Expectations for global adspend decline

19 August 2011

LONDON/WASHINGTON: Global adspend is expected to rise by 4.4% in 2011 according to Warc's latest Consensus Forecast, representing a downward revision from the 5.1% increase predicted in April.

Industry forecasters believe fiscal uncertainty, especially in Europe and the US, has fostered an increasing reluctance among brand owners to boost their investment in marketing.

Suzy Young, Warc's data editor, said: "In just a few months the global economic outlook has worsened considerably and this is reflected in the latest Consensus Forecast. Ad markets in the US and Western Europe seem particularly vulnerable. But all will be affected if we go into a double dip recession."

Covering 13 major markets, the Consensus Forecast draws on a weighted average of adspend predictions from ad agencies, media monitoring firms, analysts, Warc's own team and other industry bodies.

Of the nations assessed, Italy saw the largest negative adjustment measured against the Forecast in April, and is now expected to witness a 0.7% decline in revenues, a drop of 3.7 percentage points.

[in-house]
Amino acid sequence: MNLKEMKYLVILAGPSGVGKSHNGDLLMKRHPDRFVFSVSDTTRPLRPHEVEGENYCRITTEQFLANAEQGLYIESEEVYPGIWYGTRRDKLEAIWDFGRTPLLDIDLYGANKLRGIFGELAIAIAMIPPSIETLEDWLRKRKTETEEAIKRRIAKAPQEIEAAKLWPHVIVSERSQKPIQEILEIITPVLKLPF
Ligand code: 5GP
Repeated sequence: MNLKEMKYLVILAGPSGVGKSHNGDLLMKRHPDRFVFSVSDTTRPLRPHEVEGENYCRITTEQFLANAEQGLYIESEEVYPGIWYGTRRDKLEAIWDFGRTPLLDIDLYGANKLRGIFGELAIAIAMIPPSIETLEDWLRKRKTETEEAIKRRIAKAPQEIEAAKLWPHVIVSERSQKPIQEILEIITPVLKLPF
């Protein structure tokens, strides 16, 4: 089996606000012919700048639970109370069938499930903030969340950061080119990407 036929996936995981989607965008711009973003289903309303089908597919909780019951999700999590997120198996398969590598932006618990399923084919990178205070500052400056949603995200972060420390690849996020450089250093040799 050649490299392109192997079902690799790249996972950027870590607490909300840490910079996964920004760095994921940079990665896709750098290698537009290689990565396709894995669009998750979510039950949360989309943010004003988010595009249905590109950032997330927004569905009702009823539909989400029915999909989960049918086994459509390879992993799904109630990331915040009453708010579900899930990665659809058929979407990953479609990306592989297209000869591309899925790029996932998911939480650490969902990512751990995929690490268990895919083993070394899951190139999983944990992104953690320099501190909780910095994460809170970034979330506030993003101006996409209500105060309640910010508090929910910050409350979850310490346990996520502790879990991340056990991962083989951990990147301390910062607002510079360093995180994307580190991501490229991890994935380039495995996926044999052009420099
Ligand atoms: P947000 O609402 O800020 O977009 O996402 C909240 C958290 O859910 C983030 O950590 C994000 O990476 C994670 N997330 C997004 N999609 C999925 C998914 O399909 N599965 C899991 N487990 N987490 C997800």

Russia was one of the few countries to see an upgrade in the outlook over the same period, pegged to deliver a 19.8% improvement at current prices, a 3.6 percentage point lift compared with the last study.

Spending is anticipated to rise by 14.1% in China in 2011, a jump of 0.8 percentage points on the same metric, totals standing at 5.4% and 0.1 percentage points for Canada.

By medium, the web is expected to experience the most rapid increase in expenditure in 2011, up by 14.6%, with television enjoying a 5% improvement.

Looking further ahead, the Consensus Forecast projected global adspend will rise by 6.3% in 2012, slightly bettering the figure of 6.2% outlined in April.

Warc's own forecast is one of the more pessimistic, predicting 12 key international markets will grow by 3.2% year on year in 2011 and 5.7% in 2012, both at current prices.

For more information about Warc's Consensus Forecast, click here.

Data sourced from Warc